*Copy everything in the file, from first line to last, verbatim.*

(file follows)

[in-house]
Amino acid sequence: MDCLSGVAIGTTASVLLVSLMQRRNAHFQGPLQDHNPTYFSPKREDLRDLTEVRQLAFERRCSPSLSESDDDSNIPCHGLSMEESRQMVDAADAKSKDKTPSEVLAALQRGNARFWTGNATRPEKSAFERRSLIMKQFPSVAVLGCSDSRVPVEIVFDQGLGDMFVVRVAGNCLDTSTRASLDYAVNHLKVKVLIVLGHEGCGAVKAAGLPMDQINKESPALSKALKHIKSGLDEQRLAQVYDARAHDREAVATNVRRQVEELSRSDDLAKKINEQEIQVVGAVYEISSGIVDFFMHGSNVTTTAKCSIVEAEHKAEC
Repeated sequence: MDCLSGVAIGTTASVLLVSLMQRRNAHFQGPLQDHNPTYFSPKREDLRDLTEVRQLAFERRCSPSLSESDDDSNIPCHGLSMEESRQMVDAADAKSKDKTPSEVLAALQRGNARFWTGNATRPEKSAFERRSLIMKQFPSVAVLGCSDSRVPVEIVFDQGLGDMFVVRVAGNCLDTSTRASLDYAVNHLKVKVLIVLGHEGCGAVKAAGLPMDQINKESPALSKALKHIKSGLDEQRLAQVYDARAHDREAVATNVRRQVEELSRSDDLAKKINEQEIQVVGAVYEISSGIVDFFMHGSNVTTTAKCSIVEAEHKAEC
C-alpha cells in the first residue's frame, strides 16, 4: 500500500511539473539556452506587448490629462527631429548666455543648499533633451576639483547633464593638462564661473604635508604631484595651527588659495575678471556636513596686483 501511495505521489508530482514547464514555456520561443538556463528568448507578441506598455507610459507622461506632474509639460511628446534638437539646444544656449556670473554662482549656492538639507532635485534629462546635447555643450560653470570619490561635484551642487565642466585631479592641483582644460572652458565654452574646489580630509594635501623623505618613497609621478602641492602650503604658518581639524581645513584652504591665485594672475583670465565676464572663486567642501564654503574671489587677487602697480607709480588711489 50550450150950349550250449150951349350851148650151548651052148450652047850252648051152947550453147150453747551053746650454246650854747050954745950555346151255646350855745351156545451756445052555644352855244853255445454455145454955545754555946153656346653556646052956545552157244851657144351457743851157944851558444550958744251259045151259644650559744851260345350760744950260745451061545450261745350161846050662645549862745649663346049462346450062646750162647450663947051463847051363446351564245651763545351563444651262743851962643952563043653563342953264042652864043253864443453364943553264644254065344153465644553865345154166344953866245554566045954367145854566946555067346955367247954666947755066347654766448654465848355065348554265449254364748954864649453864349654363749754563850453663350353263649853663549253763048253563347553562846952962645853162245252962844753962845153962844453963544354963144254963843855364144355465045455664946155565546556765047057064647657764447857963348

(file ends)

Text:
[in-house]
Amino acid sequence: MDCLSGVAIGTTASVLLVSLMQRRNAHFQGPLQDHNPTYFSPKREDLRDLTEVRQLAFERRCSPSLSESDDDSNIPCHGLSMEESRQMVDAADAKSKDKTPSEVLAALQRGNARFWTGNATRPEKSAFERRSLIMKQFPSVAVLGCSDSRVPVEIVFDQGLGDMFVVRVAGNCLDTSTRASLDYAVNHLKVKVLIVLGHEGCGAVKAAGLPMDQINKESPALSKALKHIKSGLDEQRLAQVYDARAHDREAVATNVRRQVEELSRSDDLAKKINEQEIQVVGAVYEISSGIVDFFMHGSNVTTTAKCSIVEAEHKAEC
Repeated sequence: MDCLSGVAIGTTASVLLVSLMQRRNAHFQGPLQDHNPTYFSPKREDLRDLTEVRQLAFERRCSPSLSESDDDSNIPCHGLSMEESRQMVDAADAKSKDKTPSEVLAALQRGNARFWTGNATRPEKSAFERRSLIMKQFPSVAVLGCSDSRVPVEIVFDQGLGDMFVVRVAGNCLDTSTRASLDYAVNHLKVKVLIVLGHEGCGAVKAAGLPMDQINKESPALSKALKHIKSGLDEQRLAQVYDARAHDREAVATNVRRQVEELSRSDDLAKKINEQEIQVVGAVYEISSGIVDFFMHGSNVTTTAKCSIVEAEHKAEC
C-alpha cells in the first residue's frame, strides 16, 4: 500500500511539473539556452506587448490629462527631429548666455543648499533633451576639483547633464593638462564661473604635508604631484595651527588659495575678471556636513596686483 501511495505521489508530482514547464514555456520561443538556463528568448507578441506598455507610459507622461506632474509639460511628446534638437539646444544656449556670473554662482549656492538639507532635485534629462546635447555643450560653470570619490561635484551642487565642466585631479592641483582644460572652458565654452574646489580630509594635501623623505618613497609621478602641492602650503604658518581639524581645513584652504591665485594672475583670465565676464572663486567642501564654503574671489587677487602697480607709480588711489 50550450150950349550250449150951349350851148650151548651052148450652047850252648051152947550453147150453747551053746650454246650854747050954745950555346151255646350855745351156545451756445052555644352855244853255445454455145454955545754555946153656346653556646052956545552157244851657144351457743851157944851558444550958744251259045151259644650559744851260345350760744950260745451061545450261745350161846050662645549862745649663346049462346450062646750162647450663947051463847051363446351564245651763545351563444651262743851962643952563043653563342953264042652864043253864443453364943553264644254065344153465644553865345154166344953866245554566045954367145854566946555067346955367247954666947755066347654766448654465848355065348554265449254364748954864649453864349654363749754563850453663350353263649853663549253763048253563347553562846952962645853162245252962844753962845153962844453963544354963144254963843855364144355465045455664946155565546556765047057064647657764447857963348